California was facing shortages of healthcare workers even before the pandemic, with the California Future Health Workforce Commission urging the state to invest in doctor training programs and grant nurse practitioners more autonomy.
The commission, created by healthcare, education and business leaders and co-chaired by UC President Janet Napolitano, wrote in a report last year that the state needs to invest $3 billion over the next decade to increase the number of nurses, doctors and in-home caregivers to meet the needs of the state’s aging baby boomer population. In addition, more than one-third of the state’s doctors and nurse practitioners are reaching retirement age.
Among the recommendations from the commission was allowing nurse practitioners to work independently of doctors. California is one of 28 states that require nurse practitioners to work under a doctor’s oversight, with previous legislative efforts to ease those restrictions failing amid concerns from the powerful doctor’s lobby, the California Medical Assn.
Newsom acknowledged the complicated history behind the scope of practice changes, particularly with nurse practitioners, and said the administration would provide “temporary flex in that space.”
The governor’s executive order also calls for the California Emergency Medical Services Authority to ease restrictions on paramedics in the state. Dr. Sandra R. Hernández, a physician and president of the California Health Care Foundation, said those changes could allow paramedics to use their respiratory training outside of an ambulance.
Hernández said that while the details of the executive order are still unclear, the changes to expand the scope of practice of medical professions can increase the state’s ability to care for the sick
“It’s a very important step to allow health workers to do what they are training to do,” Hernández said. “Full scope is absolutely the right thing to do.”
Newsom said the state hopes to tap nursing school students to help with the crisis, but details about that process were unclear. Nursing students were encouraged to apply to the California Health Corps to begin working in hospitals, but one of the most pressing questions for those students has yet to be answered.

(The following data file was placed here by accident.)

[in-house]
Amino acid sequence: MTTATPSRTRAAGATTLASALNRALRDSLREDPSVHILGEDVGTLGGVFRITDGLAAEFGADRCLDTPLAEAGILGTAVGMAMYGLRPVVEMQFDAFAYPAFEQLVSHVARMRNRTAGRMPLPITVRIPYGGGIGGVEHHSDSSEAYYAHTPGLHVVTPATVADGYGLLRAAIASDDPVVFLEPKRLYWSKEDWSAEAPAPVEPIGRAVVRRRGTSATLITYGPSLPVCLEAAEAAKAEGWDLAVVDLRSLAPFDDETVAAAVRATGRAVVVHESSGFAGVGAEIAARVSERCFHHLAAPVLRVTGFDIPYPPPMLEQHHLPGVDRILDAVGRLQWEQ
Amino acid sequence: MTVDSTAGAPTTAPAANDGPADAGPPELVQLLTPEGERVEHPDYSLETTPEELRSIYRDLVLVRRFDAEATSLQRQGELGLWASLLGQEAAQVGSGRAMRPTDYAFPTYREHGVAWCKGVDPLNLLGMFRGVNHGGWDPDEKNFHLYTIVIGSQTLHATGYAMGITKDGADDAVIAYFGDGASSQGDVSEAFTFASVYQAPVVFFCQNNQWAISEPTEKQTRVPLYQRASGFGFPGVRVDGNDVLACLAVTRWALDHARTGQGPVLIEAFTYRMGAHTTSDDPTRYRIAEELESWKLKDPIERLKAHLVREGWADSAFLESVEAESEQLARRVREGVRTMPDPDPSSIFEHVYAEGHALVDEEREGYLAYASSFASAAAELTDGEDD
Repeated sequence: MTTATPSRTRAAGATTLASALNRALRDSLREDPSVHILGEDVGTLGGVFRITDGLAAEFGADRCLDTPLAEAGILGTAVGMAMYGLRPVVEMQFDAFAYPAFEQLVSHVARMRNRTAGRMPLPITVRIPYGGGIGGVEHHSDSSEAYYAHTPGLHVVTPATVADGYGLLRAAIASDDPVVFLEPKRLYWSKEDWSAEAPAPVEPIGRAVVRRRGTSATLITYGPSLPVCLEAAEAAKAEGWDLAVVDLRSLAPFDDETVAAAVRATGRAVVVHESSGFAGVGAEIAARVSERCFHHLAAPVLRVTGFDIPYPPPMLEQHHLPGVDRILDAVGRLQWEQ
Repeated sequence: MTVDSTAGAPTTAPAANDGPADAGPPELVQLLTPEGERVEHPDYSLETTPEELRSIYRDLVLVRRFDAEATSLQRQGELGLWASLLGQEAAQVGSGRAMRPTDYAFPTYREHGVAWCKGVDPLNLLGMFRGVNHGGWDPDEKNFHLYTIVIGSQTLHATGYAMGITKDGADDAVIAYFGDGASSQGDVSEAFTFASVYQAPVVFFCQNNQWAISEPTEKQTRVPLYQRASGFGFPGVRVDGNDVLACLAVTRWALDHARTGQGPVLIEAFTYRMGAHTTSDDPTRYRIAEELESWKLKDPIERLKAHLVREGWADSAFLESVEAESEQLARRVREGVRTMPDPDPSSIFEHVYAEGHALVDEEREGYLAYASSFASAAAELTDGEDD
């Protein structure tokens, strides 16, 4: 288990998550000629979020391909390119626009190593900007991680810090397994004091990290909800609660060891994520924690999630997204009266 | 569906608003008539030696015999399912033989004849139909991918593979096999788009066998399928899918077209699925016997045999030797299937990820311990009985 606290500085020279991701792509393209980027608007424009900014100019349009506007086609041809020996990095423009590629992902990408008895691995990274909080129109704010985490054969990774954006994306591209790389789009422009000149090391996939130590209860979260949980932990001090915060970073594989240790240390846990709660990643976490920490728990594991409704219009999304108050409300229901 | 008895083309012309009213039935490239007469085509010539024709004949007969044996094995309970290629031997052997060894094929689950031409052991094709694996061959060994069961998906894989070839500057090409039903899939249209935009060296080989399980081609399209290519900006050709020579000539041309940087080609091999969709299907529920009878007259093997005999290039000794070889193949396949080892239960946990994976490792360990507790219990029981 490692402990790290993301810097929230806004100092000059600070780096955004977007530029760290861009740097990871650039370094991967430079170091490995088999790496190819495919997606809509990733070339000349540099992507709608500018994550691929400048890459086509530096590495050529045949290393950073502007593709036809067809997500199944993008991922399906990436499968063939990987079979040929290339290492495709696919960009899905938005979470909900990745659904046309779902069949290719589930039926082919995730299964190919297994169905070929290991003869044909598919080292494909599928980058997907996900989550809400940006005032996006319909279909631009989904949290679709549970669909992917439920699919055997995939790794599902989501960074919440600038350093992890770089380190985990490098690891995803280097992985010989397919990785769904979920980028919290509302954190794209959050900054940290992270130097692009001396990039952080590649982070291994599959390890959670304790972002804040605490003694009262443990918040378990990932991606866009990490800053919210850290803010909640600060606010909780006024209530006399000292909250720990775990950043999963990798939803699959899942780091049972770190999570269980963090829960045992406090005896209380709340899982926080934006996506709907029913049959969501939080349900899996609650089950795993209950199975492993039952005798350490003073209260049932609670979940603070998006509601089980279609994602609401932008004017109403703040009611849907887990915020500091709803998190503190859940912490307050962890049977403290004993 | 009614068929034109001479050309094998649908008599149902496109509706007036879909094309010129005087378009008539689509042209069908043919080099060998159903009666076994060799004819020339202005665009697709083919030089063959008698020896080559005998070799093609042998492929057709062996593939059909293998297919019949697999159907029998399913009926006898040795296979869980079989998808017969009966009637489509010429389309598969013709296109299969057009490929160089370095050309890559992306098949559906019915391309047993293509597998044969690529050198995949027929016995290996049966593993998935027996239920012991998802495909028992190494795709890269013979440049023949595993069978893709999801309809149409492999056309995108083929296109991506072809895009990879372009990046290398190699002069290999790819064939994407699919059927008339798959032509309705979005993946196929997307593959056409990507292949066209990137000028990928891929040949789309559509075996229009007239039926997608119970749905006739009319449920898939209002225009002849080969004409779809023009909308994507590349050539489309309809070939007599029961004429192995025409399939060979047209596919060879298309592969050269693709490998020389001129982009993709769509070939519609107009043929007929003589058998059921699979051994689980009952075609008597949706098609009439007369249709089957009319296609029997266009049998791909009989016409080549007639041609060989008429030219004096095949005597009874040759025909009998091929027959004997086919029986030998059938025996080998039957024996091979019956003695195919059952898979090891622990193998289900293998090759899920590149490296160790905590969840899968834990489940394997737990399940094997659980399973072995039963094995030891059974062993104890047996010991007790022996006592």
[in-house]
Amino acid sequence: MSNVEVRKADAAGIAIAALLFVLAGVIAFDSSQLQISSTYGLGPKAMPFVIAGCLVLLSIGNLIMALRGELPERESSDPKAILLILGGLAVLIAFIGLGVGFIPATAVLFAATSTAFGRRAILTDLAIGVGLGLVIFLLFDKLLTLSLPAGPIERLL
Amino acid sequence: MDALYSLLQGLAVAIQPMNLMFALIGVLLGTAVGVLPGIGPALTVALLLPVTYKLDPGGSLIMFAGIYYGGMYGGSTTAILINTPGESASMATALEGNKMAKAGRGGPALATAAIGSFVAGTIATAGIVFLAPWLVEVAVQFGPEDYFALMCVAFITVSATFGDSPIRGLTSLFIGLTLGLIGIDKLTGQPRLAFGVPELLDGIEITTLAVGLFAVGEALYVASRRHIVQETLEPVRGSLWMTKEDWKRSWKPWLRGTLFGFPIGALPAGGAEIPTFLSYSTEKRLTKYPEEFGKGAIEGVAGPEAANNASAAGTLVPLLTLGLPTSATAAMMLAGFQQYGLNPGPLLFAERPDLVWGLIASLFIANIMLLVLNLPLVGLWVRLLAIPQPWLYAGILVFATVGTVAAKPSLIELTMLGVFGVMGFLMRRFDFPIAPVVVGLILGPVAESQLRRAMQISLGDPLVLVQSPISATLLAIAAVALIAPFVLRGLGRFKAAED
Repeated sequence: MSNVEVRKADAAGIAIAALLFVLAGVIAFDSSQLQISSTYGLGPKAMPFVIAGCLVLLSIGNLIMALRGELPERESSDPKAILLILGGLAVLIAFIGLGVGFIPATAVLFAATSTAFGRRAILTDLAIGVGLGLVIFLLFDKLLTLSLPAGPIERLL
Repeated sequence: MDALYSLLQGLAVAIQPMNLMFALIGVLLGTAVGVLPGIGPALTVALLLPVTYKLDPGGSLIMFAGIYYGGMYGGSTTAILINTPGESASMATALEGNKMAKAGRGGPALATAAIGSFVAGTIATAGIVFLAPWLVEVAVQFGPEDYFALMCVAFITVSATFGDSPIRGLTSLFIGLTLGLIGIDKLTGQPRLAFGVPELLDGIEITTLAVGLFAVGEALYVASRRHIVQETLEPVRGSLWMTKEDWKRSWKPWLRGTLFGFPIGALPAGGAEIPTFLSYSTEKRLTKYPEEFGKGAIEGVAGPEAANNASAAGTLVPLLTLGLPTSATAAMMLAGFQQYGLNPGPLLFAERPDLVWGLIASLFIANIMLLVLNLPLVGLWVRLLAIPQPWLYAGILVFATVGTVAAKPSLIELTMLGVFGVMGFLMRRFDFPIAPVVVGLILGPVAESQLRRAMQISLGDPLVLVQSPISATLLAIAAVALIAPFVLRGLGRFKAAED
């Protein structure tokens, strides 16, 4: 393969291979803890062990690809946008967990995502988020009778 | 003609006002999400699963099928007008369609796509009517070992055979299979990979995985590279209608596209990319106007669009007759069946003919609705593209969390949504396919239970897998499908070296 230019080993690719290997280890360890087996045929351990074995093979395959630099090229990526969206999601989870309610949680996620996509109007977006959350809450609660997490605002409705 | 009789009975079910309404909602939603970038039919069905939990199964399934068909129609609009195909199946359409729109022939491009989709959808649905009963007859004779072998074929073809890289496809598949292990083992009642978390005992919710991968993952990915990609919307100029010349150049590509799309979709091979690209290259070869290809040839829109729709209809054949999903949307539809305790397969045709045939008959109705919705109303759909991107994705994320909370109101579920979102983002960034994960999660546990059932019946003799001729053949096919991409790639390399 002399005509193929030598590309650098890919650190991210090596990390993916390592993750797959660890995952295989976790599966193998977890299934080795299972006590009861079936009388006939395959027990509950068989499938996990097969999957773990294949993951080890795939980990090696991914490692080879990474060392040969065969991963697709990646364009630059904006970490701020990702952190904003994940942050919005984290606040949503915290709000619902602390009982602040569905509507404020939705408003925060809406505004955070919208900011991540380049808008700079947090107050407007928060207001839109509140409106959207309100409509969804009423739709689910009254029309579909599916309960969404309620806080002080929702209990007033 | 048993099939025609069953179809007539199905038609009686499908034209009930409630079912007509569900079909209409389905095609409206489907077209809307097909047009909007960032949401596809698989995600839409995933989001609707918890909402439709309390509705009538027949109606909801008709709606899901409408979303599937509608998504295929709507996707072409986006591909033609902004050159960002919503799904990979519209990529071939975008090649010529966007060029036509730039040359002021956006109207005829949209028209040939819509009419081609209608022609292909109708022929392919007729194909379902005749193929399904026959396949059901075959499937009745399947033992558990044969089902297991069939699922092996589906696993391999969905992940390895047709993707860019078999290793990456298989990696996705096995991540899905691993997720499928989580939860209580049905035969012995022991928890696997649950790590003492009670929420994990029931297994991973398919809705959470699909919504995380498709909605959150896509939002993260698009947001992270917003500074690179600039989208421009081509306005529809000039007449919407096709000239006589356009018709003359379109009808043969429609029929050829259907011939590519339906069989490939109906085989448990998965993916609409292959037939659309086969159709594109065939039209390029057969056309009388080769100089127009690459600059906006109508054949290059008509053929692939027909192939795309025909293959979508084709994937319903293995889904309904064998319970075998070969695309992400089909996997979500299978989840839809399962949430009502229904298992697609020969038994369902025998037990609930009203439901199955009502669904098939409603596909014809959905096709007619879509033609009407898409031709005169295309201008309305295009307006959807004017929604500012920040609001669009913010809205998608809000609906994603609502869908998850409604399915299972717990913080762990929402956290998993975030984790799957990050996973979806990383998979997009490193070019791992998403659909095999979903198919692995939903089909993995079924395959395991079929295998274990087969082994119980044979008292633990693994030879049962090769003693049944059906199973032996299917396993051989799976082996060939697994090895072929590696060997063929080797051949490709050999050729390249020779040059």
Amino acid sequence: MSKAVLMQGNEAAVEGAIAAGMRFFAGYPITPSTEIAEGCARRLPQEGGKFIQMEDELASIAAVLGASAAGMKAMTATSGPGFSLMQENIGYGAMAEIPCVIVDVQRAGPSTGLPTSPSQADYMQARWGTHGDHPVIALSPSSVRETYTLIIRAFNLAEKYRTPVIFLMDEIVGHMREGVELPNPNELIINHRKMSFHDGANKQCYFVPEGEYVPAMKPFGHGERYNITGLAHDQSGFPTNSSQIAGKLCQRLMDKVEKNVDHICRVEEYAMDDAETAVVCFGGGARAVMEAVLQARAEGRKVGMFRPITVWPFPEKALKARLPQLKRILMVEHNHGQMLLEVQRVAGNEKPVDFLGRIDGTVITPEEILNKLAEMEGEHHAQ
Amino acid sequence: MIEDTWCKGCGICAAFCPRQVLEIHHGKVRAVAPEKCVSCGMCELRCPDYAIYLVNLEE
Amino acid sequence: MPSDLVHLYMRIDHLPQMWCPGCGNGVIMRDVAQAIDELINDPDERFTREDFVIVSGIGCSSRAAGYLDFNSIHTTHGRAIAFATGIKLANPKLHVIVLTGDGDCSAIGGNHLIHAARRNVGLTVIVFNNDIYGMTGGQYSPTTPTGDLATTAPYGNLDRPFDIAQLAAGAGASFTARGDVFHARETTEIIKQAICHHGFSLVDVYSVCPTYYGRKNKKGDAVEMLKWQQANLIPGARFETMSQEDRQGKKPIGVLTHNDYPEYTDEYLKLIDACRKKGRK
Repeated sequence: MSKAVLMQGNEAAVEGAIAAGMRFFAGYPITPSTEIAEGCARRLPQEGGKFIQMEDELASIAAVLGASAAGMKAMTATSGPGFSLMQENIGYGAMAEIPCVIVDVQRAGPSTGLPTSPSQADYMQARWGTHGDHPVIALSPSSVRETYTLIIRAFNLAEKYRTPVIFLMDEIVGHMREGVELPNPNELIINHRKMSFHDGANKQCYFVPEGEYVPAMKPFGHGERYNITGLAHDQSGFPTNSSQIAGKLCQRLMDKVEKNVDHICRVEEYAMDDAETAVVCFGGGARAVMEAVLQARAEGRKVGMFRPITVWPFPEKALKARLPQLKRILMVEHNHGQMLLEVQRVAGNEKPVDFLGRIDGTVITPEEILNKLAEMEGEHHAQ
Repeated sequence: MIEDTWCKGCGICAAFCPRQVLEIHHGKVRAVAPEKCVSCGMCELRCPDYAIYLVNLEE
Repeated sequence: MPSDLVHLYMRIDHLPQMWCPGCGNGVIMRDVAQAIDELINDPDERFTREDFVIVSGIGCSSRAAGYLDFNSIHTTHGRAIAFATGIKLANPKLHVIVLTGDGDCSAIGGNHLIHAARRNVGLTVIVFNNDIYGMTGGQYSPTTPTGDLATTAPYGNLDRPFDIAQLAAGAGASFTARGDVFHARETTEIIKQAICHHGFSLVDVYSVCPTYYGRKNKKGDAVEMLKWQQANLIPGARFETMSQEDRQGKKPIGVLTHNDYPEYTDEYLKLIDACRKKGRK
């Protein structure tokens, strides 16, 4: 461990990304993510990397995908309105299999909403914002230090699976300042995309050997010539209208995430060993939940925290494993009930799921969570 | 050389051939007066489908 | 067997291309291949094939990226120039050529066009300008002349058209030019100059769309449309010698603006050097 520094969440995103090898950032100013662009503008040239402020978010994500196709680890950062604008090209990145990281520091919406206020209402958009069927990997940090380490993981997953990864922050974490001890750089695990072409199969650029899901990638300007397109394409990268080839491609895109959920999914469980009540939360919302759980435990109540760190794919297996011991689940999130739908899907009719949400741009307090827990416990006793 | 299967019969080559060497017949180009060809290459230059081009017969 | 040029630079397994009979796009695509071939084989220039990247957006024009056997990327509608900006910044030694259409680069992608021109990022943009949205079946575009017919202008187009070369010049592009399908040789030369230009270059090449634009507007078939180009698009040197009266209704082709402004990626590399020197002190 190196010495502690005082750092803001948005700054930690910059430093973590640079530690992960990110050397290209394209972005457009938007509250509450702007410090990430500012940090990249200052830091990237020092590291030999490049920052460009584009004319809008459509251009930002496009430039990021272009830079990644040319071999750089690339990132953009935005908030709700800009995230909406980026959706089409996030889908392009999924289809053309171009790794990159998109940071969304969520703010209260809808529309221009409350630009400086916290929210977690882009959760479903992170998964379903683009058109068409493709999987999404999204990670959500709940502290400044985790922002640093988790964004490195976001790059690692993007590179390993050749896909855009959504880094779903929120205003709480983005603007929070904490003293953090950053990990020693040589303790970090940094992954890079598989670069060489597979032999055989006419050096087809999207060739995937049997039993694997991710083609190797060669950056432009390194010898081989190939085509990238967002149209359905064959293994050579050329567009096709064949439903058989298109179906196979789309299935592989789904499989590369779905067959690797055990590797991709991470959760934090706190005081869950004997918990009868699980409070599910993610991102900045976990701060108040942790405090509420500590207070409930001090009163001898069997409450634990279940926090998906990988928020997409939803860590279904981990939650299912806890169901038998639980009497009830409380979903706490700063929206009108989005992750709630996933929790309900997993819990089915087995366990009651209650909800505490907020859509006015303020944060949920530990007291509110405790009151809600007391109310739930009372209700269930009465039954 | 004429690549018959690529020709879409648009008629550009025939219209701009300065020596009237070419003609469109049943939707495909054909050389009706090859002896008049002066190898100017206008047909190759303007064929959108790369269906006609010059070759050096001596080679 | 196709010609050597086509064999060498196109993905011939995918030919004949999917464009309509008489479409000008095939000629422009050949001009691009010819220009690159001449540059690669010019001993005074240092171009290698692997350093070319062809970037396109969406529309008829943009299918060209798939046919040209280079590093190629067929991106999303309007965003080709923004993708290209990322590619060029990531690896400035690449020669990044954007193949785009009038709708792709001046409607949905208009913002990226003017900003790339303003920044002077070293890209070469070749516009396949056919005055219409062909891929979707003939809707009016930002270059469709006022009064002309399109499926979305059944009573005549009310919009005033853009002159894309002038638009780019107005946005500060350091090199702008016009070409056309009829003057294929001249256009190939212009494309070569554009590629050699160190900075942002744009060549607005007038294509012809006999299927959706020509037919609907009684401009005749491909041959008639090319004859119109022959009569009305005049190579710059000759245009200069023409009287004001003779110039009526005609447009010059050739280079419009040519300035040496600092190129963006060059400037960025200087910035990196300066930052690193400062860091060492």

Nursing schools across the state have pleaded for weeks with Newsom and the Board of Registered Nursing to change licensing requirements so that an estimated 10,000 nursing students could graduate in the coming months.
California requires nursing students to spend most of their clinical education in hospitals providing supervised care for patients, but the coronavirus outbreak has caused hospitals to restrict access to prevent the spread of COVID-19.
That meant thousands of nurses across the state were no longer able to complete hospital rotations required to graduate.
While the schools asked for graduation leniency, other states have already begun awarding temporary emergency licenses to nurses.
The Idaho Board of Nursing announced an apprentice program this month to move nursing students into hospitals and a temporary emergency license for students who are nearing graduation. The Texas Board of Nursing also relaxed its rules on how many hours nursing students must work in hospital training rotations.
On Monday, California nursing schools said they were left wondering what changes will ultimately be made to help their students.
“We applaud Governor Newsom’s efforts to add to the healthcare workforce and absolutely agree that time is of the essence in taking action against COVID-19,” said Dr. Robyn Nelson, the dean of nursing at West Coast University, in a statement. “This urgency is why we are left disappointed that there is still no clear pathway forward for the thousands of nursing students who can no longer move forward with their education.”